Sunday June 3, 2001 Homily by Fr. Robert Altier Pentecost Sunday
Reading I (Acts 2:1-11) Reading II (Romans 8:8-17)
Gospel (St. John 20:19-23)
Today the Church celebrates the feast of Pentecost, the feast of the Holy Spirit. The word 'Pentecost' actually means fifty days. It was fifty days after our Lord had risen from the dead that the Holy Spirit came down upon the disciples as they were gathered around Our Blessed Lady. There, the Holy Spirit descended upon them as tongues of fire, which is why we wear red when we have Mass in honor of the Holy Spirit. We wear red because Our Lord reminded us that the disciples would be baptized with water and fire, with water and the Holy Spirit.
It is the Holy Spirit who provides for us within our hearts the fire of love, because the Holy Spirit is the love of the Father and the Son. He is the One who unites the Two to make the Trinity. It is said that the Father is the Lover, the Son is the Beloved, and the Holy Spirit is the love which unites Them. We see that the Holy Spirit is the outpouring of the love of God. God is love, so we can say the same thing of Jesus: He is the love of God in human form. He came down to teach us how to love and He gave us a new commandment: We must love. He gave us the ability to do it as well because He sent the Holy Spirit into our hearts. In fact, to demonstrate this most clearly, Saint John says simply in his first letter: "God is love."
In creation, we are told that we are made in the image and likeness of God. If God is love and we are made in His image and likeness, that means we are made to love and be loved. Jesus commands us to love and then He gives us the Holy Spirit so we can call God "Father." We share in the divine nature, we share in the divine life. The Holy Trinity dwells within and the Holy Spirit, the love of God, is poured forth into our hearts so we can call God "Father" - so that we can love. We could not call Him "Father" if we did not share in His nature; we could only call Him "God." We could call Him "Almighty" or we could call Him by any generic term, but to call God "Father" means that we share the life God has given us. Not natural life, but supernatural life. Not human life, but divine life. That is the reality that every one of us shares. We have been raised, elevated, from a natural level of thinking, being, and acting to a supernatural level and a divine level so that we can act as sons and daughters of God Himself.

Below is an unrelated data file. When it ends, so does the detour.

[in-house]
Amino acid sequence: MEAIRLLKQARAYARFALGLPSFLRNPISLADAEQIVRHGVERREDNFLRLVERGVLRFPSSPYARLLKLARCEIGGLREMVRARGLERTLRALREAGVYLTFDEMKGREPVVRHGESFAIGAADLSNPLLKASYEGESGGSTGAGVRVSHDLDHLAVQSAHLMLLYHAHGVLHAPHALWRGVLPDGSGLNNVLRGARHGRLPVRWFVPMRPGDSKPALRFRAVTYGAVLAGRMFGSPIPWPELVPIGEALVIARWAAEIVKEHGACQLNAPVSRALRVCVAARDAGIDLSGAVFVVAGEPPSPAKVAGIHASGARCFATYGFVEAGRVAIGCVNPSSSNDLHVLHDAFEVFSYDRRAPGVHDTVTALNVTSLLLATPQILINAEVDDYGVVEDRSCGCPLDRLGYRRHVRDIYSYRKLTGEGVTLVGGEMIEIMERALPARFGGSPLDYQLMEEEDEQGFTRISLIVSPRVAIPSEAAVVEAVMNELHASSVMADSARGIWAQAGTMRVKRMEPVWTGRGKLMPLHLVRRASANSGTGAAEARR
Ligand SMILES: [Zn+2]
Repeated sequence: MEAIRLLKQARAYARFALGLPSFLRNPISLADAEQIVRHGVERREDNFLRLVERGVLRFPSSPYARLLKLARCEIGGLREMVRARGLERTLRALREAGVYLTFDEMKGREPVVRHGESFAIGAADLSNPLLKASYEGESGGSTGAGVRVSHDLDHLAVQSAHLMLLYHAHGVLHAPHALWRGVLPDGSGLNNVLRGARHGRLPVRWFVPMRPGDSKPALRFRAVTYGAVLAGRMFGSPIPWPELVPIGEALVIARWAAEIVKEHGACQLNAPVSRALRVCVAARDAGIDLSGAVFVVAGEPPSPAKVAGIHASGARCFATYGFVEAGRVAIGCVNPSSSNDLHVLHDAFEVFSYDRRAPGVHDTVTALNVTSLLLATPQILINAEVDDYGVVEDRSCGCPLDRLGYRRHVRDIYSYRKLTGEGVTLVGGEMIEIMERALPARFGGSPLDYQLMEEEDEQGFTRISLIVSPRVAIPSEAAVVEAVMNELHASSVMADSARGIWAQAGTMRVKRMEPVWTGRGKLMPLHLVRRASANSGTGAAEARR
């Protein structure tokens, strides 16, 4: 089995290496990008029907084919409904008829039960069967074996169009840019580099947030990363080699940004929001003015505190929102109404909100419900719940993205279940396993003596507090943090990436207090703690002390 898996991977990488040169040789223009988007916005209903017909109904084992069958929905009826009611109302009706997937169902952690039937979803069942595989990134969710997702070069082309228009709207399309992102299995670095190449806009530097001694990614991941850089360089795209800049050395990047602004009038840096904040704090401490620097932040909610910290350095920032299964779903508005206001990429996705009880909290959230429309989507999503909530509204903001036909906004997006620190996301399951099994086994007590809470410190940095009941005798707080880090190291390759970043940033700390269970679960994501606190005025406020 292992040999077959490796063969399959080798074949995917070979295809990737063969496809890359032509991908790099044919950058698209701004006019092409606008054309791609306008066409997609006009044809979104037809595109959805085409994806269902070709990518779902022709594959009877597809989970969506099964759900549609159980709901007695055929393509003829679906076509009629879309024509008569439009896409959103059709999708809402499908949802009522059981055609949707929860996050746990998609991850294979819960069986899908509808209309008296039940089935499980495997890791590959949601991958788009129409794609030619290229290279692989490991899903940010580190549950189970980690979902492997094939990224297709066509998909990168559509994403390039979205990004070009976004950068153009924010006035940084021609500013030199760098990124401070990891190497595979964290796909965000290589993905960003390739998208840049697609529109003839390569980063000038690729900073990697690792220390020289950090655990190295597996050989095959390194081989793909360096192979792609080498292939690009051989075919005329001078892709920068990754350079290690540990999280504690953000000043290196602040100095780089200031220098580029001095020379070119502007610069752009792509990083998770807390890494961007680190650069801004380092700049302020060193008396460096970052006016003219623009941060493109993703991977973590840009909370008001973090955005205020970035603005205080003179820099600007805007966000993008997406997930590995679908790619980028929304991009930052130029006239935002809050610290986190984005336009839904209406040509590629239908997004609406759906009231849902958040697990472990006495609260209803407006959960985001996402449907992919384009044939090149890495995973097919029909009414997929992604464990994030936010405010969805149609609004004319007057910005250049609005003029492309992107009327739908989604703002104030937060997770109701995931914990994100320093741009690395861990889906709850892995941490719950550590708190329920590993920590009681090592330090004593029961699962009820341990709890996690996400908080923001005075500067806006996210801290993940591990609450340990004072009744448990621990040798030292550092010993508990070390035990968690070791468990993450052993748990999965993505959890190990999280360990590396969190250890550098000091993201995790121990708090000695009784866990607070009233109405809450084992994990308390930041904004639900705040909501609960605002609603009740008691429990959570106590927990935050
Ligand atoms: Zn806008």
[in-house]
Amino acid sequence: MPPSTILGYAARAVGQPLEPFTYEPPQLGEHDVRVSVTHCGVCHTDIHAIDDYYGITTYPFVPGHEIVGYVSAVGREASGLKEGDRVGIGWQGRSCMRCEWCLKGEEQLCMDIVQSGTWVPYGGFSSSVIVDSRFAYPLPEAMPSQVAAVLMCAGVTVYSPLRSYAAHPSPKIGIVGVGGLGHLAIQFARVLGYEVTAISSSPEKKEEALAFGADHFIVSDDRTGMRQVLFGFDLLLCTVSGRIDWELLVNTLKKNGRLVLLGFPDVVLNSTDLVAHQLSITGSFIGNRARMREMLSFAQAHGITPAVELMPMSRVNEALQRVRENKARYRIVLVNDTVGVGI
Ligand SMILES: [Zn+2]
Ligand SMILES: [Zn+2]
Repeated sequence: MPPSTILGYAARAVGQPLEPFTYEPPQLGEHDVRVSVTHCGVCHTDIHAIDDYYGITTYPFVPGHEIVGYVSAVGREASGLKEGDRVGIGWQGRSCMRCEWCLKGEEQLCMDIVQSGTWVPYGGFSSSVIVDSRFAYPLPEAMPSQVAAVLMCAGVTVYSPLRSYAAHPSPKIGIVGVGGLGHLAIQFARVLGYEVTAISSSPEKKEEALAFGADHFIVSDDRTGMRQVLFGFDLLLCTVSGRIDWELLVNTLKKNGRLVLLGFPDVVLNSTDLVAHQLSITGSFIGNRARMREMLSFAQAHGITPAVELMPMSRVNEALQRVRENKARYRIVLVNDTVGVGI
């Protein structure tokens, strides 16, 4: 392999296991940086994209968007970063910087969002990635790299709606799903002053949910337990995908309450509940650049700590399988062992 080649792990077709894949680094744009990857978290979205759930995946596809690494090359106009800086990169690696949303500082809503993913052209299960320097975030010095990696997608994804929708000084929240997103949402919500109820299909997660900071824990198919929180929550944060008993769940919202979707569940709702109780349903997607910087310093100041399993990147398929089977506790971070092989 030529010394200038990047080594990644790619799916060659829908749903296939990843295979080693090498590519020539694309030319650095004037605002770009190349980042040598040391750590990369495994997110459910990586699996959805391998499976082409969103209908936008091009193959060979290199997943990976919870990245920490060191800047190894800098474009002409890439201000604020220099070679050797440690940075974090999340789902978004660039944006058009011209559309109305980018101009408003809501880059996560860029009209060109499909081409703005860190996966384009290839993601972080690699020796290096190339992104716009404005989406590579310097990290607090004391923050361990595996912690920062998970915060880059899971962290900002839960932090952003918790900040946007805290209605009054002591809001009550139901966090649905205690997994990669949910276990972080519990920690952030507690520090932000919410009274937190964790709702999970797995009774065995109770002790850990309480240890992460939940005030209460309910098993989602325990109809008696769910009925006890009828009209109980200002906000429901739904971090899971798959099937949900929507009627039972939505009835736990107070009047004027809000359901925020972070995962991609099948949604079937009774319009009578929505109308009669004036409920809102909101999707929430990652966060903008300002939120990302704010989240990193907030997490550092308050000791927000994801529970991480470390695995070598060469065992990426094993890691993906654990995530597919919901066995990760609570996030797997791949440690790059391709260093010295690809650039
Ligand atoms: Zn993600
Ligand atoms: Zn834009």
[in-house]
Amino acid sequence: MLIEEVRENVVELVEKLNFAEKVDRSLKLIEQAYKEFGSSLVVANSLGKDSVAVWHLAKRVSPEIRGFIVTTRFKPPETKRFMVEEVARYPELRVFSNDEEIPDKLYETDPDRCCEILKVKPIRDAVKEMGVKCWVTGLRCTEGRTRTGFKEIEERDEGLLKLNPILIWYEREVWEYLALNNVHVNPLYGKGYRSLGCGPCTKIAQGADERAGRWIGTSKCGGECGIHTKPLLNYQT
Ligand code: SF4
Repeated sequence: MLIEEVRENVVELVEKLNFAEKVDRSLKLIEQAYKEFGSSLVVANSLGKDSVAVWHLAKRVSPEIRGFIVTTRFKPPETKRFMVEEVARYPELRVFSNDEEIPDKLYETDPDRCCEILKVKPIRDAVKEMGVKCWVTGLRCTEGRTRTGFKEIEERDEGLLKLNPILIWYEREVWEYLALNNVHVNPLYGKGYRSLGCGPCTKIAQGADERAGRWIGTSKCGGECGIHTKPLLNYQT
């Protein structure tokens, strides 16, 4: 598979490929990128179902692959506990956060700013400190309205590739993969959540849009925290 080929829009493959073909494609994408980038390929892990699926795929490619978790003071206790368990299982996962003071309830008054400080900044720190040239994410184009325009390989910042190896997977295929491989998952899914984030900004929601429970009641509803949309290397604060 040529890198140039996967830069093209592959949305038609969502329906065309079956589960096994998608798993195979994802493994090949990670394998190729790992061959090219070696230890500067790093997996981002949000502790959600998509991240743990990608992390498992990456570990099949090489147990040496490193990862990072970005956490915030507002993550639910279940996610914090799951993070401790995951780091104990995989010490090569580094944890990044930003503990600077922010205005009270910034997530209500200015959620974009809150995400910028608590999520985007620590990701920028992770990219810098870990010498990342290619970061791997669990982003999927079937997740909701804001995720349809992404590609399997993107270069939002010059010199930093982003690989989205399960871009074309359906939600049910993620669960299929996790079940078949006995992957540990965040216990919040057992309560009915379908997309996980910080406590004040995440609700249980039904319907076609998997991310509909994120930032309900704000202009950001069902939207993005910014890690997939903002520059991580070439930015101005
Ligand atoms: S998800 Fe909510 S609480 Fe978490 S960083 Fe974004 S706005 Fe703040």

To call God "Father" is not merely a privilege we have, it is the reality of who we are. We need to allow that to sink in, to sink in very deeply. Most of us tend to keep this at an arm's distance because we do not really want to make the changes that will be required if we accept it. But to reject it is to reject who we are. Saint Paul makes it clear that if we are children of God, we are members of Christ; and, as members of Christ, we are heirs of God and heirs of Heaven. But he said, "Only if we suffer with Him, so as to be glorified with Him." We like the glory part, we like the idea of going to Heaven, we like the idea of all the beauty, all the joy, and all the glory of Heaven. But if we are members of Jesus Christ, we have to remember that He went to the Cross. Saint Peter says that He left us an example so that we will follow in His footsteps. It is the Holy Spirit who does that for us. In fact, Saint Peter even makes it clear that when we suffer for doing what is right, then the Holy Spirit, in His fullness, has descended upon us. If we are pushing away the sufferings that the Lord sends into our lives, we are pushing away the Holy Spirit. If we are saying, "I do not want a part in Calvary," we are saying, "I do not want a part in Christ." And if I do not want a part of Christ in this world, then I do not have a part of Him in the next, either. It all works together.
What we have to understand is that we must be incorporated fully into Christ. On one level, we can say that has already happened in Baptism. But what happened in Baptism must be lived in our day-to-day lives. We are called to lives of holiness. We are called to imitate Christ in all things. The only way that this is possible is in the Holy Spirit. Saint Paul tells us: "No one can say that Jesus is Lord except in the Holy Spirit." If we profess that Jesus Christ is Lord, that means we are His servants. It means He is the master and we will be obedient. We are not to be blindly obedient because Jesus told us that He would give us the Holy Spirit to lead us into all truth and He will teach us all truth. Even the things of God that lie hidden, the Holy Spirit will teach us. It means we are being obedient to the truth. If we consider the fact that God is truth and we are made in the image and likeness of God, then we are made also for the truth, just as we are made for love. So, the truth is our dignity. "The truth will set you free," Jesus said.